Self psychology was developed by Heinz Kohut (1913-1981) in the Chicago Institute of Psychoanalysis. It is a school of psychoanalytical thought that believes mental illness is the result of stunted developmental needs. Narcissism, the loving of self, was the primary driving factor in Kohut’s theories. Central to his belief in self psychology was the importance of the individual over analytical frameworks and theories. In 1971, Kohut released his seminal work, The Analysis of the Self, which questioned many prevalent theories of the time.
Self psychology recognizes both elements of the self and some parts of psychodynamic theory introduced by Sigmund Freud. The psychodynamic theory outlines drives, conflicts, and complexes. Not all elements of this theory were included in Kohut's framework, however.
Kohut divided the self into four key components: the cohesive, grandiose, nuclear, and virtual selves. Each individual is born with a nuclear self, while the virtual self is the image of the baby in its parents’ minds. The combination of the nuclear and the virtual leads to the cohesive self. The grandiose self comes out of the infant’s narrative point of view as being the center of all experience.
The first element of self psychology is empathy. Kohut believed the root cause of mental illness was the failure of parents to empathize with their children. Being in tune with the child’s needs means the parents can help the child move from the grandiose self to the cohesive self. Kohut theorized that empathy can create a relationship between the patient and the analyst, leading to some repair of the patient’s self.
Self-object is the process by which individuals extend images of the self onto objects and activities. These range from sports to jewelry. The individuals do not feel complete without their chosen activity or object. Self-psychology projects the idea that a child’s self-object habits go on to affect their choices in work, study, and life partners. When this object is unavailable, it creates what Kohut calls optimal frustration, which is a kind of trauma.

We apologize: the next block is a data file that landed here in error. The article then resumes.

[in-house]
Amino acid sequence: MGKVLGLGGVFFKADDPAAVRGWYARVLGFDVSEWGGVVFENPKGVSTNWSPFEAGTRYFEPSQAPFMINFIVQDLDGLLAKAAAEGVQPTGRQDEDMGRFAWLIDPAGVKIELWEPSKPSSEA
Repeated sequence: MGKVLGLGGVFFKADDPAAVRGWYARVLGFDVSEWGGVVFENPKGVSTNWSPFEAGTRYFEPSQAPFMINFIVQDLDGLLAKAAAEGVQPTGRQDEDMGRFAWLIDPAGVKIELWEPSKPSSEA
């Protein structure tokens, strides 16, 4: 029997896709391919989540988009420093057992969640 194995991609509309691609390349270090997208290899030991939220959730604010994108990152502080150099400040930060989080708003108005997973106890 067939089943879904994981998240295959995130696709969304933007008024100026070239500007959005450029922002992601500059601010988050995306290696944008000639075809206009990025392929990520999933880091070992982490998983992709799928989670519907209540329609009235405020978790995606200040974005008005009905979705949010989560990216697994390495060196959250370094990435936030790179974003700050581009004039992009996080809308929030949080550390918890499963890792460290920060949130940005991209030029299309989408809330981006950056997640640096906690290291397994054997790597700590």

Early narcissistic tendencies manifest through idealizing. This element of the self sees individuals trying to connect their self-object with someone they idealize. By connecting with the idealized person, the individual draws upon that person’s power, wisdom, and goodness.
A key element of the self, according to Kohut, is the alter ego. Where the ego is the internal development of the self, the alter ego is a desire to be like others. The alter ego in self-psychology sees the individual adapt the image of themselves to fit others. This also leads to twinship, in which the pain or feelings of another are felt by the alter ego.
The final element of self psychology is the tripolar self. This is separate from bipolar disorders and revolves around the three internal poles: grandiose and exhibitionistic needs, alter-ego needs, and the need for an omnipotent figure. These poles develop from an individual’s interactions with significant other persons in their life.